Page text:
What Class Would Marvel Characters Have in D&D?

Todd Kenreck: What class would Marvel characters have in D&D? I talked to Jim Zub, the writer for The Avengers, and the D&D comics, about just that.


Jim Zub: I mean, Thor is obviously barbarian, right? If you're talking about Avengers as D&D characters, Scarlet Witch is more of a sorceress, because it's instinctive magic. Like, she is less trained in the mystic arts than someone like Brother Voodoo. Brother Voodoo is someone who has learned more formal magics, but he's also kind of calling upon spirits and other beings for power. So maybe he's more of a warlock, now that I think about it. Captain America's your paladin, of course. One of the things I like about him, though, is that he's so inspiring. He's one of the hardest characters to write, because you don't want to dip into corniness. You want it to always sound rich and true. That he's a genuinely leader character. He's a charismatic, capable, orator, and someone who brings inspiration to others. He's, like, the purest, best kind of paladin. Rather than being that, I think the cliché, of the stuck up knight who can't get out of his own alignment. I think Cap's just the best of us. So writing that sometimes can be a little weird, because you're like, I need to be so idealistic, but not so lofty that it feels unrealistic, if that makes sense.

I mean, Hawkeye's a rogue, right? Even more than a ranger, I think he's more of a rogue. So is Black Widow, now that I think about it. Yeah. I mean, Black Widow's gotta be, she's an amazing rogue, assassin, whatever you want to call it on that front. Using people, both in terms of her physical capabilities, but also her manipulative capabilities as a spy. That's some classic stuff right there. The Hulk's sort of tough, right? Yeah, he's sort of a barbarian with a curse. He's got like some, lycanthropy equivalent driving him into mad rages of barbaric rage that he cannot contain. Loki's an actual, like statistically in D&D he'd be a devil, giving you deals that you will regret at some future in time.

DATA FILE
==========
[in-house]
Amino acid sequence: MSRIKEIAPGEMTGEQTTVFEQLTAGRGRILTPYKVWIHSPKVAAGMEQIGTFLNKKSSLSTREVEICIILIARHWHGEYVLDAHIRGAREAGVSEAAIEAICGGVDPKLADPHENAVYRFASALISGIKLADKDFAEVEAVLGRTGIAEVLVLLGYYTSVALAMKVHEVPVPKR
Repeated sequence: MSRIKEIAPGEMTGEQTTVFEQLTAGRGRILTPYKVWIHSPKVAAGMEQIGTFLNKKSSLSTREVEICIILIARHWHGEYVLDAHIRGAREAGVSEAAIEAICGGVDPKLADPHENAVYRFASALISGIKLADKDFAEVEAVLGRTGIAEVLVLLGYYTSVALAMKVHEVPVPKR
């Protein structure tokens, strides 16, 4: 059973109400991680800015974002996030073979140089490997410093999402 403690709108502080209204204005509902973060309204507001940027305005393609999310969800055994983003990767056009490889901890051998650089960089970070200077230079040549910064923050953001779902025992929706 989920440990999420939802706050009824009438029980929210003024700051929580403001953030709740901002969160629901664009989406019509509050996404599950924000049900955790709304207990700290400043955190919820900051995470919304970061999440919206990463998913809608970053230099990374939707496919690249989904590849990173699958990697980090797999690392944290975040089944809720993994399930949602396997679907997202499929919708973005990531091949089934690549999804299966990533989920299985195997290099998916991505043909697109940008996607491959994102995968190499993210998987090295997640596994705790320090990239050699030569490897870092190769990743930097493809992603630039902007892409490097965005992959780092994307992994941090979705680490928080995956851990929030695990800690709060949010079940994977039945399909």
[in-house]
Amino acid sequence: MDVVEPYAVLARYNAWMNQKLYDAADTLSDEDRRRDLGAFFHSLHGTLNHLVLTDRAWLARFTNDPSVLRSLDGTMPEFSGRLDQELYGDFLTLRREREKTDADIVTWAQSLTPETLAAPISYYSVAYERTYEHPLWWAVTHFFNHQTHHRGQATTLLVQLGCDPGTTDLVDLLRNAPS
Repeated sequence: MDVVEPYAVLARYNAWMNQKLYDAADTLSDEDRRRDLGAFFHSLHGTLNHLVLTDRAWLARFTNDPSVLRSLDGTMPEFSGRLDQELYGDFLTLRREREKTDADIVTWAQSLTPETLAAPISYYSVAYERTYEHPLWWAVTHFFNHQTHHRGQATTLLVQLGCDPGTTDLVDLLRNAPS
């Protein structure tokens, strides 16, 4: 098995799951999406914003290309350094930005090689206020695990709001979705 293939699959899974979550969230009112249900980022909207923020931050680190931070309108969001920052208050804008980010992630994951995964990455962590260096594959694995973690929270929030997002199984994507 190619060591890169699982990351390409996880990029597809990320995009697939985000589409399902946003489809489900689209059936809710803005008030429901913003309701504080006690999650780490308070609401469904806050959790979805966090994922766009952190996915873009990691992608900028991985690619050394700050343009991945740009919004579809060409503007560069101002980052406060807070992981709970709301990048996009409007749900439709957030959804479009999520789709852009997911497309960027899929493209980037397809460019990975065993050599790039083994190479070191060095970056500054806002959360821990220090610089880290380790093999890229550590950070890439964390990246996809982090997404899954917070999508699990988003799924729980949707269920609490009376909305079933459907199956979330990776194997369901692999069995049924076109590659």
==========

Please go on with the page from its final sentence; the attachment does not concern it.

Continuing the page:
Even if you think you know the wording and you understand the curse that you're taking on, you don't. He's always wrapped it in four other levels of manipulation. Or that little extra tidbit that you just misinterpreted. Yeah, he's a devil with a contract. That's what makes him so ... But not just like a grotesque dripping skeleton bones, or creepy thing. He's utterly charismatic. I think the best thing about those kinds of characters is that what they have to say and what they offer you has to seem utterly reasonable. Like it is, it is the best choice in the moment. It can't just be like, here's clearly signing your soul away. Well duh, I'm not gonna do that.

It always has to be ... No, believe it or not, this is the lesser of evils. And by doing this you're saving more people, and everything's gonna be great. So you have to be pulled into it naturally, you can't just be a fool, you know? That's what's really scary about those kinds of characters. If they have that real powerful charisma and ability to corrupt, it's because they're doing it with a smile, and you're willing doing it. You're not being pulled into it. You're choosing. Yeah, it's some fun stuff. Everything gets filtered through D&D man.

Todd Kenreck: Thank you, Jim Zub, for being on D&D Beyond. We'll have a whole lot more of that interview with Jim coming up soon. I'm Todd Kenreck, thank you for watching.




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